“I live Africa every day,” says Dr. Jeffrey Joseph, Fauquier Health Emergency Department physician. It’s been five months since he and his 18-year-old daughter Devin returned from a two-week mission trip to Africa, but the people he met – some of whom he was able to help -- are always on his mind.
Dr. Joseph, who lives in Haymarket, started a journal to record the details of the trip, but when he talks about the experience, he doesn’t need to refer to its pages. The words come unbidden and it’s clear this was a life-changing experience. He has lots of pictures to share and a story goes with each one. Dr. Joseph particularly enjoys talking about one little boy he encountered after a full day of delivering medical care in the streets of an African slum. “I sat down on a stoop. This little boy just walked over and sat down next to me and put his arm on my leg. We didn’t speak. He was happy to sit there with me, and I was happy to have him there. I have since found out that he is 3 years old and his name is Kevin. It was a rare moment.”
The mission team took suitcases full of 300 pounds of supplies – supplied by Fauquier Health’s Materials Management Department and through Dr. Kenneth Kornetsky who works with Medical Missionaries – and provided first aid care in the streets. “It was simple things we were doing, but you would have thought we were handing them gold instead of an analgesic and a bandage.”
The group treated hundreds of residents, many of them children. “It was very emotional. After a day of it, we would all feel pretty wrung out. One morning, the pastor we were staying with, Pastor Jack Mila, thought we needed a break, so he took us to visit President (Barack) Obama’s grandmother. She runs an orphanage of 100 children. We sat in chairs in a semi-circle under a mango tree and chatted with Grandma Obama. We were allowed to take all the pictures we wanted and ask questions. President Obama was scheduled to visit there the next month, but she said she was just as excited to see us, because we were her children, too.”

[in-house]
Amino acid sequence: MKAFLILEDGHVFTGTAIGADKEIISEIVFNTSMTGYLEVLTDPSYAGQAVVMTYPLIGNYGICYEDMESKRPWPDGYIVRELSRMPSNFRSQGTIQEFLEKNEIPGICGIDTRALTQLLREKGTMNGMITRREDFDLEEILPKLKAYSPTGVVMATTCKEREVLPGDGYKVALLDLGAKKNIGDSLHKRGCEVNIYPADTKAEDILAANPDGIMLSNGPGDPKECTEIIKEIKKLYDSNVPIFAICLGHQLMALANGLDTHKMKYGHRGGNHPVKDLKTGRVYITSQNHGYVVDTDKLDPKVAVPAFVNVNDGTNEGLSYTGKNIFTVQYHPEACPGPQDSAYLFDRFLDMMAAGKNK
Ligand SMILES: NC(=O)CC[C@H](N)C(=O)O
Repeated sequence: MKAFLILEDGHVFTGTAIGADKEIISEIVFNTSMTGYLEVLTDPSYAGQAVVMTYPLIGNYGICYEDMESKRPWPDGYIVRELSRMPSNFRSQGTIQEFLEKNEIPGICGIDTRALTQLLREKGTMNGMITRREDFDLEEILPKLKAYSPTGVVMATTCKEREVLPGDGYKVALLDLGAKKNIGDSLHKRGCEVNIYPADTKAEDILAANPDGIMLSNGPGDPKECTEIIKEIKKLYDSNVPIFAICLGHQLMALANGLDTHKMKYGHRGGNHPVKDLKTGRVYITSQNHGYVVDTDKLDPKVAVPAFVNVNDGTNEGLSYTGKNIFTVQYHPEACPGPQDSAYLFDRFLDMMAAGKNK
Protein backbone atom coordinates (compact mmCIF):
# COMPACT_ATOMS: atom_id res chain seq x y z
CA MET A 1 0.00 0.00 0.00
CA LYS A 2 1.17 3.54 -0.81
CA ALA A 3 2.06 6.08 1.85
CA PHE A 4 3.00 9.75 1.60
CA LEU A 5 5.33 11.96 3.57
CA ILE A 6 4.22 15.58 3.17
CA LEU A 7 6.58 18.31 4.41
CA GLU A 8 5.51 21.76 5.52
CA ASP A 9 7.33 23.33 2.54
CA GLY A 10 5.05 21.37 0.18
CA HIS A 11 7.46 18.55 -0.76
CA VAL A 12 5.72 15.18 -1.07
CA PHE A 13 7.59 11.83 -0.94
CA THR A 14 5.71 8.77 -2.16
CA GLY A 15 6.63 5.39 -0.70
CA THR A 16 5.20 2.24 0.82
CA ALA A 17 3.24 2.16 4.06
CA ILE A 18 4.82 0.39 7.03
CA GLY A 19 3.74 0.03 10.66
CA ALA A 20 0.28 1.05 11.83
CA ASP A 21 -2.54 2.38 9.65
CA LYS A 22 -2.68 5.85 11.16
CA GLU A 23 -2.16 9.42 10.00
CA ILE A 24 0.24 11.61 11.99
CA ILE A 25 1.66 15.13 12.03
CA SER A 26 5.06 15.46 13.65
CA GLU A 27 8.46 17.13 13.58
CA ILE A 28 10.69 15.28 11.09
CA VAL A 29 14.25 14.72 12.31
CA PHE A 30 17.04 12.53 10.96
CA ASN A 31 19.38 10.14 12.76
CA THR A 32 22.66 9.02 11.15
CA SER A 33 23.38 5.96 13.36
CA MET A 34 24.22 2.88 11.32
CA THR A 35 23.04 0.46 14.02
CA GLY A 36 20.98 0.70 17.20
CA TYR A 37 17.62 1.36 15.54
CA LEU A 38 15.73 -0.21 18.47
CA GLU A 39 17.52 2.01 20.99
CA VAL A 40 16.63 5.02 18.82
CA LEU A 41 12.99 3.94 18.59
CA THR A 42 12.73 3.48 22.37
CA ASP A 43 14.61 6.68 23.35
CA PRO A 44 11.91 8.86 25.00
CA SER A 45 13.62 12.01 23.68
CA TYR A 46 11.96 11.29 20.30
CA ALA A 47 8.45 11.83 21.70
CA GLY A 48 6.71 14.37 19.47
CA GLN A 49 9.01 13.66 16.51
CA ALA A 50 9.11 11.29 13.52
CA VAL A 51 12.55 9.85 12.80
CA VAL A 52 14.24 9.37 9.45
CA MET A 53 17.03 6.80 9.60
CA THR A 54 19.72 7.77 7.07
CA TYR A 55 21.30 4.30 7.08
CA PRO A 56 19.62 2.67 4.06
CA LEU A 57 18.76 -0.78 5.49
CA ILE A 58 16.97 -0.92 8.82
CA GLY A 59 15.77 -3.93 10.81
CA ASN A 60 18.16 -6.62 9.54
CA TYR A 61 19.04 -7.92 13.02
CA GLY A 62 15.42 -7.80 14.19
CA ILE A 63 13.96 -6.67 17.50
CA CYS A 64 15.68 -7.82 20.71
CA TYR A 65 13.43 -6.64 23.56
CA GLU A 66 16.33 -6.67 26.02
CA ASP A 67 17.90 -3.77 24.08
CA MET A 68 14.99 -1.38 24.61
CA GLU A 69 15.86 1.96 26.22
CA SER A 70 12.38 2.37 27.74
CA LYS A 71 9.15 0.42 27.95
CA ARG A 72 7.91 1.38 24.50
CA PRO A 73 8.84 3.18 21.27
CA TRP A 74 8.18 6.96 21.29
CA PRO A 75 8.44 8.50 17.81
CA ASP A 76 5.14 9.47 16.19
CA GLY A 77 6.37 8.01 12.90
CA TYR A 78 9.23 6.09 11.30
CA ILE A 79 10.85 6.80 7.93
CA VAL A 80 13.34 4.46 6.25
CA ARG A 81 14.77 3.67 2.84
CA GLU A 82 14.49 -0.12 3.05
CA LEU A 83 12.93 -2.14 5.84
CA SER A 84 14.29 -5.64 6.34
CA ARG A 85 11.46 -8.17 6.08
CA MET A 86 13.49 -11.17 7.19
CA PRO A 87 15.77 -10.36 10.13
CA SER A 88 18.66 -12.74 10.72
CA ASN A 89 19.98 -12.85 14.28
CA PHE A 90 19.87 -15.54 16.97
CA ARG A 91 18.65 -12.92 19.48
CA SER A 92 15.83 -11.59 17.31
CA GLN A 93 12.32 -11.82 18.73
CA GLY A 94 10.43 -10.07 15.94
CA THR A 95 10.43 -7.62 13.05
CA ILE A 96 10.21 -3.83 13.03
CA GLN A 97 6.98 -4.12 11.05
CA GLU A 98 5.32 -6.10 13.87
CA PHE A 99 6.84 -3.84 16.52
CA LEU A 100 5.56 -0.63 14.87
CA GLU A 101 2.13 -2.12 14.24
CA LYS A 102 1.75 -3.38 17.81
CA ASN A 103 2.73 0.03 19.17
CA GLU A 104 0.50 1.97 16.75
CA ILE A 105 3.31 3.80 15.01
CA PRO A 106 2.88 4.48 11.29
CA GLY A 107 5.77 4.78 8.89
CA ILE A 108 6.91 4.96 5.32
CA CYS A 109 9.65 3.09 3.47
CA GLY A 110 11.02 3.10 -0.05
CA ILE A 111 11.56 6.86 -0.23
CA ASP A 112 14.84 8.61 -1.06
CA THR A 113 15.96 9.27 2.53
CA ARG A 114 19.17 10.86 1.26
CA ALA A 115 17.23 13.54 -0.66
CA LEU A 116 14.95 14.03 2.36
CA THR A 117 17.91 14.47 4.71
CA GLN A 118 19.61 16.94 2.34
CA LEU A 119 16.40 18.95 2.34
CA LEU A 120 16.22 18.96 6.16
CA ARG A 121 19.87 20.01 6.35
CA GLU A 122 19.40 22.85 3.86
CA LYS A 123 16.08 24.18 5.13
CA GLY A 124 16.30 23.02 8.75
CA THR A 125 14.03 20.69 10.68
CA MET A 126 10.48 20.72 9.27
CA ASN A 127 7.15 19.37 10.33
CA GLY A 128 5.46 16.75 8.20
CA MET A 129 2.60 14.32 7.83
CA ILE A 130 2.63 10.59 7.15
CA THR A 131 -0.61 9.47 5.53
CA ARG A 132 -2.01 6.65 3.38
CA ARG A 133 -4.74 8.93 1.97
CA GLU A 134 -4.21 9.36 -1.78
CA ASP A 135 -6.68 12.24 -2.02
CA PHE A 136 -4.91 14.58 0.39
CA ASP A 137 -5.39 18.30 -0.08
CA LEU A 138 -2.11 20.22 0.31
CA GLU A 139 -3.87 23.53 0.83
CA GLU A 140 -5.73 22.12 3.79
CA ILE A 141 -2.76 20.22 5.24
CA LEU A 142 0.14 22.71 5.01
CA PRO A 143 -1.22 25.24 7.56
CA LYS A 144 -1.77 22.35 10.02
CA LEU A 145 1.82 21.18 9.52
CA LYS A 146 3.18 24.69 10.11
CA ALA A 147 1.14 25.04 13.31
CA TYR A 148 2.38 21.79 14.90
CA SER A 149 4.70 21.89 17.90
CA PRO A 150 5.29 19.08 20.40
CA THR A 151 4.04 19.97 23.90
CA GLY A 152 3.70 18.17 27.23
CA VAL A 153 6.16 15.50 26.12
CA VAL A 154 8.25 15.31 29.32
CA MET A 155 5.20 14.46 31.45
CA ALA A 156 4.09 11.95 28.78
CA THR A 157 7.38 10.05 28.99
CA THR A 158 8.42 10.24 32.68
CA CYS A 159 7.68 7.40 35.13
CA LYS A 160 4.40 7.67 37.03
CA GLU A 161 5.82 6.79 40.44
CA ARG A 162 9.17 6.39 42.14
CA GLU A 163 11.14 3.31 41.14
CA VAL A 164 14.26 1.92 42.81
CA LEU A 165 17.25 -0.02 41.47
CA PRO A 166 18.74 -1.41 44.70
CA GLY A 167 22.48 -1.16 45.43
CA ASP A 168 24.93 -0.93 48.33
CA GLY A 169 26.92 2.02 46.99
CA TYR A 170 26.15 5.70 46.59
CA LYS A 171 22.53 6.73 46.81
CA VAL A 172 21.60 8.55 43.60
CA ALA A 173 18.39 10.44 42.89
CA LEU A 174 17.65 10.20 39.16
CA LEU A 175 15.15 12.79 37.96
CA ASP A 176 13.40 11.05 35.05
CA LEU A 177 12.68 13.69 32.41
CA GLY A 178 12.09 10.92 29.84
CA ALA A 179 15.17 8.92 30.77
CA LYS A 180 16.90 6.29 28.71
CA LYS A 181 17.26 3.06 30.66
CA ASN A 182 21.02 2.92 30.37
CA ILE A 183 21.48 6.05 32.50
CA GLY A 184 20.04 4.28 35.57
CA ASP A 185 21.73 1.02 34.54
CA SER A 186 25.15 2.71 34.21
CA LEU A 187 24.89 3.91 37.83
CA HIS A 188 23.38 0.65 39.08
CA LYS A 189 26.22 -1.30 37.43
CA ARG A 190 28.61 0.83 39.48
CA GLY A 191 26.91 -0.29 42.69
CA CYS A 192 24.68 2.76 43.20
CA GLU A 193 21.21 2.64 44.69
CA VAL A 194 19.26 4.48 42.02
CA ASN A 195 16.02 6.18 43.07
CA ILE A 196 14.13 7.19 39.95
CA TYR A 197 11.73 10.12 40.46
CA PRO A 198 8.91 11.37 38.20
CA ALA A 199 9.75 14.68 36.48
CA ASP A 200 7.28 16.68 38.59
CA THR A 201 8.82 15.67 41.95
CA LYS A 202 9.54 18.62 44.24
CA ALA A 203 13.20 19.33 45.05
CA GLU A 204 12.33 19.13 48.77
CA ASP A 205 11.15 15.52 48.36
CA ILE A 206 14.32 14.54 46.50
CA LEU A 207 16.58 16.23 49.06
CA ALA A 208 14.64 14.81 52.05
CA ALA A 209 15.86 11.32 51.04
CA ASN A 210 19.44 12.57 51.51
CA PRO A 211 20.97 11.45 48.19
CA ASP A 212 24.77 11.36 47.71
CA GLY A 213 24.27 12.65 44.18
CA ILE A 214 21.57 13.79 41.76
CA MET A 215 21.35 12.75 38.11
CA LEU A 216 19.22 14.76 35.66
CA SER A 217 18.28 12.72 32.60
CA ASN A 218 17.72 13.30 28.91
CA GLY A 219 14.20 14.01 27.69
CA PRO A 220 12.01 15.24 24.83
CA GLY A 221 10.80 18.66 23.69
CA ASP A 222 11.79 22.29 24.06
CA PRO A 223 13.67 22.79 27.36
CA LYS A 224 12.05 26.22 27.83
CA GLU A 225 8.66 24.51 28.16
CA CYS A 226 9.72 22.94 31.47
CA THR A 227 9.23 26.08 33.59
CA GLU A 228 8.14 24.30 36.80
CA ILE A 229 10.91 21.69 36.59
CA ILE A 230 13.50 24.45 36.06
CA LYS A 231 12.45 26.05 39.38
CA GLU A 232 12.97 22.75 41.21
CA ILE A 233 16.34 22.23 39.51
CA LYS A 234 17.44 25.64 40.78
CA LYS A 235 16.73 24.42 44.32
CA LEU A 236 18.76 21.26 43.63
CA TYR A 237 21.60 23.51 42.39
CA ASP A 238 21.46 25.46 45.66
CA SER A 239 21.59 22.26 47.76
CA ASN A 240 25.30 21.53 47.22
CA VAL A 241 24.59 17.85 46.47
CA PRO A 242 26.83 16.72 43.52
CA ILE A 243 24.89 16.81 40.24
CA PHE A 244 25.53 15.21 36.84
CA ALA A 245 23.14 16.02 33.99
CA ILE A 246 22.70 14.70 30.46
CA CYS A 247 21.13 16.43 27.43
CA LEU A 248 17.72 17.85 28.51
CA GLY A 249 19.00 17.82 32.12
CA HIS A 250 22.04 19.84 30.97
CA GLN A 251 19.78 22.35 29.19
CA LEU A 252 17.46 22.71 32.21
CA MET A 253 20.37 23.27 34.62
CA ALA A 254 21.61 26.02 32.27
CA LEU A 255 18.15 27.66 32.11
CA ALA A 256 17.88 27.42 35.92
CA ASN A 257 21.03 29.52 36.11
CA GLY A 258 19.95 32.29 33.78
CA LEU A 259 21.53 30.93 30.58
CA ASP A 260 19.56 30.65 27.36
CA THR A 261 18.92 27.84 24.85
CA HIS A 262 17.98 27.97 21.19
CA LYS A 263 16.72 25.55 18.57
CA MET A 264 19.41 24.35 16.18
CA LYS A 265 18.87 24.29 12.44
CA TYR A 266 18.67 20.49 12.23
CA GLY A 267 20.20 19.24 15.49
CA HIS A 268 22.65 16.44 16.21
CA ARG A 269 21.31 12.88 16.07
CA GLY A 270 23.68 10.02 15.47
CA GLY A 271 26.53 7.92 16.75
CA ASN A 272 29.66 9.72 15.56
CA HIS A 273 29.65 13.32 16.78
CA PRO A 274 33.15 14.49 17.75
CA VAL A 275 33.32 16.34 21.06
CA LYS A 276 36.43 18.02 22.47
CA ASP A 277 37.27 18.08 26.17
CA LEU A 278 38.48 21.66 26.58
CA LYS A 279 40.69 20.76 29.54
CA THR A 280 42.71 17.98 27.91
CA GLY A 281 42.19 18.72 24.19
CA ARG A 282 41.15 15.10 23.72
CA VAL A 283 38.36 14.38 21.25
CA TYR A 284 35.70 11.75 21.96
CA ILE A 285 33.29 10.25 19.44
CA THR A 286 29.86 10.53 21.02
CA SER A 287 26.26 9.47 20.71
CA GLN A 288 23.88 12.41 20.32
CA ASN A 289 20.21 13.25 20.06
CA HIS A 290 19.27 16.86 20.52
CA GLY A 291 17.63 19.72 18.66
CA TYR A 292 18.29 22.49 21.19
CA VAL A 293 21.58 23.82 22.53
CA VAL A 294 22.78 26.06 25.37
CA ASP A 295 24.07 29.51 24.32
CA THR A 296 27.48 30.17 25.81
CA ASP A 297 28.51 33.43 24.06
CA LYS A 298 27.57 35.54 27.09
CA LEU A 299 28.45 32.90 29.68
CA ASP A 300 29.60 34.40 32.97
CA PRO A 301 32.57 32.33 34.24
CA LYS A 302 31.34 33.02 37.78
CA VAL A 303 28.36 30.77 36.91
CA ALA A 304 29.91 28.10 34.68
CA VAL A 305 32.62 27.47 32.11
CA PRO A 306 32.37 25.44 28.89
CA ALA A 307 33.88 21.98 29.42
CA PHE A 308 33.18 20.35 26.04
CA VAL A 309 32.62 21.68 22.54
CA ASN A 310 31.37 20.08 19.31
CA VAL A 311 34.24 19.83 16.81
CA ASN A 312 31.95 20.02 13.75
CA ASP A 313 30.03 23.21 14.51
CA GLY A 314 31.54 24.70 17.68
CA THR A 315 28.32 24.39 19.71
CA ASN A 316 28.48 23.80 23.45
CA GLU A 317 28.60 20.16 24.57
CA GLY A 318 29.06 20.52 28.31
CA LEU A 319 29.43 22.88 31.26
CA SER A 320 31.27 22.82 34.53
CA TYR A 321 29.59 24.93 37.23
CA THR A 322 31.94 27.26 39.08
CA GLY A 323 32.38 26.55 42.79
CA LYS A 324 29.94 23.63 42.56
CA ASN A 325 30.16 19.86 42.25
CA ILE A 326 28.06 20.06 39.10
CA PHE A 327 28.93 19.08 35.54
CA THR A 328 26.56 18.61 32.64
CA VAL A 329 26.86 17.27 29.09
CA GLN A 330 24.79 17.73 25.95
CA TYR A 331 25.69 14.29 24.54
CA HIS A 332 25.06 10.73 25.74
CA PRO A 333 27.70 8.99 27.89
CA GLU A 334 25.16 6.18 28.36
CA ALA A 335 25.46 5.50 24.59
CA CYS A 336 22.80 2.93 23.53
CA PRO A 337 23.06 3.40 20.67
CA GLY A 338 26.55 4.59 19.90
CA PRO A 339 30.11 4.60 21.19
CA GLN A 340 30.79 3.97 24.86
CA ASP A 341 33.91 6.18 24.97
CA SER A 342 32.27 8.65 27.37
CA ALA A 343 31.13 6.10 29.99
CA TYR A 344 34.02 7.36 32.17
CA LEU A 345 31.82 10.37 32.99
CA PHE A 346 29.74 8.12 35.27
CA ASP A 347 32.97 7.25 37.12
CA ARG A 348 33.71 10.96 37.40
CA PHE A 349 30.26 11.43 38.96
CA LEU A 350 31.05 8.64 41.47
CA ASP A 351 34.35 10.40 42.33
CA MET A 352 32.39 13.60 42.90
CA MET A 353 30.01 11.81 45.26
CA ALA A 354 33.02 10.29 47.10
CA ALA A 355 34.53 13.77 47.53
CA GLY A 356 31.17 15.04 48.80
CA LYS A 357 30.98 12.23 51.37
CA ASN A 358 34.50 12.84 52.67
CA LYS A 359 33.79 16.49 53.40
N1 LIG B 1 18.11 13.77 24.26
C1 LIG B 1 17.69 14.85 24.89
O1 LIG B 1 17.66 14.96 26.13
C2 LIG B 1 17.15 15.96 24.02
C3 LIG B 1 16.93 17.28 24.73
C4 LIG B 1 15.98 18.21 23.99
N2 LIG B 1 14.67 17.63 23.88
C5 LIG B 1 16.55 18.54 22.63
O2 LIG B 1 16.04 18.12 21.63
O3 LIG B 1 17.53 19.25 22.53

Visits to local hospitals to evaluate patients were heartbreaking. Dr. Joseph saw much suffering for want of simple medical supplies and treatments that patients in the U.S. would take for granted. He remembers seeing four children at one facility who needed chest X-rays, and a 32-year-old woman who died while waiting days for laboratory results.
He also spent some time at a high school talking to teenage boys about their health concerns. “Every one of them wanted to talk about sex and AIDS. I told them they could ask any questions they wanted, but they just wanted to know about AIDS. ‘If my girlfriend has AIDS, can she still marry?’ ‘If someone has AIDS in their blood, can they replace the blood and get rid of the AIDS?’
“AIDS has destroyed their country. It is a country of little kids and grandparents. The parents are all gone. About 20 percent of children in this area are ‘living positive.’ ” In 2008, about 200,000 children under the age of 5 died from AIDS-related causes and nearly all lived in sub-Saharan Africa.
Although “Pastor Jack” was a gracious host and the mission team was treated well, living conditions for the group were stark. Dr. Joseph said, “we stayed in bunk beds. We had one toilet, one bathroom with cold water. We would take basins of cold water and dump them over our heads for a shower. The water was not safe to drink, so we boiled it or drank fresh water from plastic jugs we bought at the store. Safety is a major concern. Anybody that has anything at all has a wall around their house, a gate with spikes and barbed wire to keep intruders out.”
Dr. Joseph was amazed that people living in such squalid and dangerous conditions were so warm, welcoming and friendly. “There was no sanitation at all, and there was garbage everywhere, but the people wore beautiful clothes and were so friendly and grateful for any help we could give. The kids at the school all wore uniforms. They were respectful and kind and applauded us politely.”
Dr. Joseph’s relationship with Africa did not end when his plane touched back down in the U.S. in August. He and another member of his group began a fund to buy a diesel water pump for the Salem Orphanage Farm in Kenya. He explained, “this orphanage was on a lake, but they didn’t have a way to get the water to the farm. They needed a water pump.” On October 19, Dr. Joseph announced they had raised more than the $5,000 needed to buy the pump. Even after the goal was achieved, the money kept coming in. The extra $2,000 raised will go to three orphanages and will provide 8,000 meals for children.
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